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The Duchess Takes a Husband

The Duchess Takes a Husband

by Harper St. George
The Duchess Takes a Husband

The Duchess Takes a Husband

by Harper St. George

Paperback(Mass Market Paperback)

Available for Pre-Order. This item will be available on May 23, 2023


A scandalous arrangement between a London rogue and an American duchess leads to lavish stakes—perfect for fans of Bridgerton!

Despite her illustrious title, Camille, Duchess of Hereford, remains what she has always been—a pariah. Though her title means she’s technically accepted by London Society, the rebellious widow with her burgeoning interest in the suffrage movement and her American ways isn’t exactly high on every hostess’s guest list. But Camille starts to wonder if being an outcast is not without its perks when the tantalizing answer to her secret fear appears in the shape of Jacob Thorne, the illegitimate son of an earl and co-owner of London’s infamous Montague Club.
Jacob is used to making deals with his club members—he’s just not accustomed to them being beautiful women. Nor have the terms ever been so sweetly seductive as Camille’s shocking proposition. To finally buy his own club and gain the crucial backing of investors, Camille offers Jacob the respectability of a fake engagement with a duchess. In return, the tempting widow has one condition: she wants Jacob to show her if it’s possible for her to experience pleasure in bed.
The lure of such a bargain proves too delicious to resist, drawing the enterprising rogue and the wallflower duchess into a scandalous game and an even more dangerous gamble of the heart.

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Product Details

ISBN-13: 9780593440988
Publisher: Penguin Publishing Group
Publication date: 05/23/2023
Series: The Gilded Age Heiresses , #4
Pages: 336
Sales rank: 64,084
Product dimensions: 4.12(w) x 6.75(h) x 0.84(d)

About the Author

Harper St. George was raised in the rural backwoods of Alabama and along the tranquil coast of northwest Florida. These were settings filled with stories of the old days that instilled in her a love of history, romance, and adventure. By high school, she had discovered the historical romance novel, which combined all of those elements into one perfect package. She has been hooked ever since. She lives in the Atlanta area with her family and loves to hear from readers.

Read an Excerpt

Chapter 1

Bloomsbury, London

Winter 1878

Smile, but not too wide. Smiles in public are meant to be mysterious, not expressions of joy. Keep your shoulders squared at all times but always, always remain demure. Chin tilted downward the slightest bit, darling. It wouldn't do to appear too confident. A wise woman knows her place is one of support and encouragement. When a suitor gazes upon her he should see a prospective helpmate, someone who will assist in his life instead of forcing her own will. No one likes a headstrong woman.

Camille, Dowager Duchess of Hereford, closed her eyes, attempting to block out the words. No matter how she tried to ignore them, her mother's advice always seemed to play in the back of her mind when she least wanted to heed it. As the only child of Samuel and Martha Bridwell, she had been raised to the most exacting standards from birth. Her mother had been fastidious when it came to her grooming, comportment, and even her friends. Her education had centered around the intricacies of both running a large household and navigating the treachero's waters of Society. Nothing had been more important to her parents than seeing her married well, and Camille had all these speeches memorized, having heard them relentlessly.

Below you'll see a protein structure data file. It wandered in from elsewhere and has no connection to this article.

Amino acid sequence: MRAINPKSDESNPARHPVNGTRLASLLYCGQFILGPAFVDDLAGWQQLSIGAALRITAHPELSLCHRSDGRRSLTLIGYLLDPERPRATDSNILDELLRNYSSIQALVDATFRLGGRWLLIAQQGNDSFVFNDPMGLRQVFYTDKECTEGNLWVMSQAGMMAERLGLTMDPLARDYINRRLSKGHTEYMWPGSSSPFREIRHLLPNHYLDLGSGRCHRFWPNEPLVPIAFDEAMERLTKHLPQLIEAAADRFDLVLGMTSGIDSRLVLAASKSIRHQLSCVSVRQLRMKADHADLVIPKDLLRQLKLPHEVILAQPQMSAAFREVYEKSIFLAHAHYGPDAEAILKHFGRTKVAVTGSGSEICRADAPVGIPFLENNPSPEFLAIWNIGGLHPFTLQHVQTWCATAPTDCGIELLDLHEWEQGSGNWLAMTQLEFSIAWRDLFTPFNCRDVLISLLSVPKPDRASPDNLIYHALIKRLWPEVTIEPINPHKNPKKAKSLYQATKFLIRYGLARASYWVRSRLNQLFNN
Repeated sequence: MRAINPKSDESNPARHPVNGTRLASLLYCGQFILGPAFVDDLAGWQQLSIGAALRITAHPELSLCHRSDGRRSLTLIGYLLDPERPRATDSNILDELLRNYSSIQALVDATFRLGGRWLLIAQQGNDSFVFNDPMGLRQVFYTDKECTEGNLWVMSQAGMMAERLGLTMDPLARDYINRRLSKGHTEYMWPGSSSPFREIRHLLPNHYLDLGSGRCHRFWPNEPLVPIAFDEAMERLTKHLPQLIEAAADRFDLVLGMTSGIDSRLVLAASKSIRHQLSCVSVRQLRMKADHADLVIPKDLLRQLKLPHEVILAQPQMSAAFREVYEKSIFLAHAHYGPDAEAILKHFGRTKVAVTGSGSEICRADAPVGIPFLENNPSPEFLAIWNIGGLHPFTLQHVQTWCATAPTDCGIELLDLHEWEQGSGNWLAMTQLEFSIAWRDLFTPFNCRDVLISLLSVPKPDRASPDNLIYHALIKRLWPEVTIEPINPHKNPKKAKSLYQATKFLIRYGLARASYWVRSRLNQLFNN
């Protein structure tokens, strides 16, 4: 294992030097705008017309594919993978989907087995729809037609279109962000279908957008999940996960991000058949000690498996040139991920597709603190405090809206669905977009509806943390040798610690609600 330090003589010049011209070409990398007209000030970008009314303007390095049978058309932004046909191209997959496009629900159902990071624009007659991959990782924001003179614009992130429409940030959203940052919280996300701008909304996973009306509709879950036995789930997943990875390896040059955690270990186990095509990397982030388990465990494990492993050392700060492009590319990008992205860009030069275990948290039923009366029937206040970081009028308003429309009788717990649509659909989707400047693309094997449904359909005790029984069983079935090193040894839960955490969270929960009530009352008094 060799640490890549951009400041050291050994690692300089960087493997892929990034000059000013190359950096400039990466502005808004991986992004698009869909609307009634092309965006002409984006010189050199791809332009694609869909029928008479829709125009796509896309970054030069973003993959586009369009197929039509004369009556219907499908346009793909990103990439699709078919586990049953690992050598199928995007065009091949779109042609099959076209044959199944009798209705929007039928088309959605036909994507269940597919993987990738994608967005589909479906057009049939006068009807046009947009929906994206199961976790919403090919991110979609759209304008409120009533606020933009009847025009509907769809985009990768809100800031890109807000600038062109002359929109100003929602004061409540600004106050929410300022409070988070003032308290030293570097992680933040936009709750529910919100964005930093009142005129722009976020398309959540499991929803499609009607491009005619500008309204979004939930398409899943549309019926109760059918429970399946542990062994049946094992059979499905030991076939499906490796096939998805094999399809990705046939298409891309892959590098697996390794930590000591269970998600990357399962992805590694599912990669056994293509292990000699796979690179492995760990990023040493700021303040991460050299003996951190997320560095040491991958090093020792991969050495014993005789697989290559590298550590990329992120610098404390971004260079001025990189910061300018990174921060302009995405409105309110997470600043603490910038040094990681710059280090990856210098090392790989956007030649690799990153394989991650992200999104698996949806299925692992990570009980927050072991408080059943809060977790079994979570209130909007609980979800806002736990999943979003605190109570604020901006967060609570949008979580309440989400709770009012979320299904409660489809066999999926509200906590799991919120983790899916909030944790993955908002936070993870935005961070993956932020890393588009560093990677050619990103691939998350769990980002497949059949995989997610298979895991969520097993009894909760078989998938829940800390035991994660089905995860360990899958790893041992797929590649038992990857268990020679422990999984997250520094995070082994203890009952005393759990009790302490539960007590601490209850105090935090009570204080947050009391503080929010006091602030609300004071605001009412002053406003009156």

Unfortunately, her parents' ideas of married well had been vastly different from Camille's. She had valued kindness and affection, while her parents had valued social status. That was it. That seemed to be their sole requirement.

She opened her eyes and smiled at her reflection in the mirror before her, the muscles in her face responding from memory, curving her lips upward in a cold imitation of happiness. She hated this practiced smile. It made her feel aloof and untouchable. While it had its uses in London ballrooms, it was not what she needed now. She was at Montague Club, not a mansion in Mayfair. The gaming club was for entertainment, not social climbing. Something a bit more sincere would probably be better for her purposes this evening, though she honestly didn't know. She'd never tried to seduce a man before. Her stomach fluttered in nerves and perhaps a tiny bit of anticipation as an image of Jacob Thorne came to mind.

She let the smile drop and leaned forward to get a better look as she rubbed her fingertips along the bracket lines left behind in the fair skin on either side of her mouth, hoping to make them disappear. At twenty-three she wasn't old, but recent years had given her face a maturity that her mother had warned her against when Camille last visited her in New York.

Haven't you been wearing the night cream I sent you?

Camille had lied and answered yes, but when she'd returned home to London, she had found another case of the fancy French jars waiting for her. At the time she'd been annoyed. She'd been in mourning for a dead husband whose loss she did not grieve and her mother was already stressing the importance of marrying again. Well, Camille did not want to marry again. Ever. But now she rather wished she had started applying the night cream. Men liked women who looked young and fresh. The cream might help that, but there was nothing she could do about her eyes.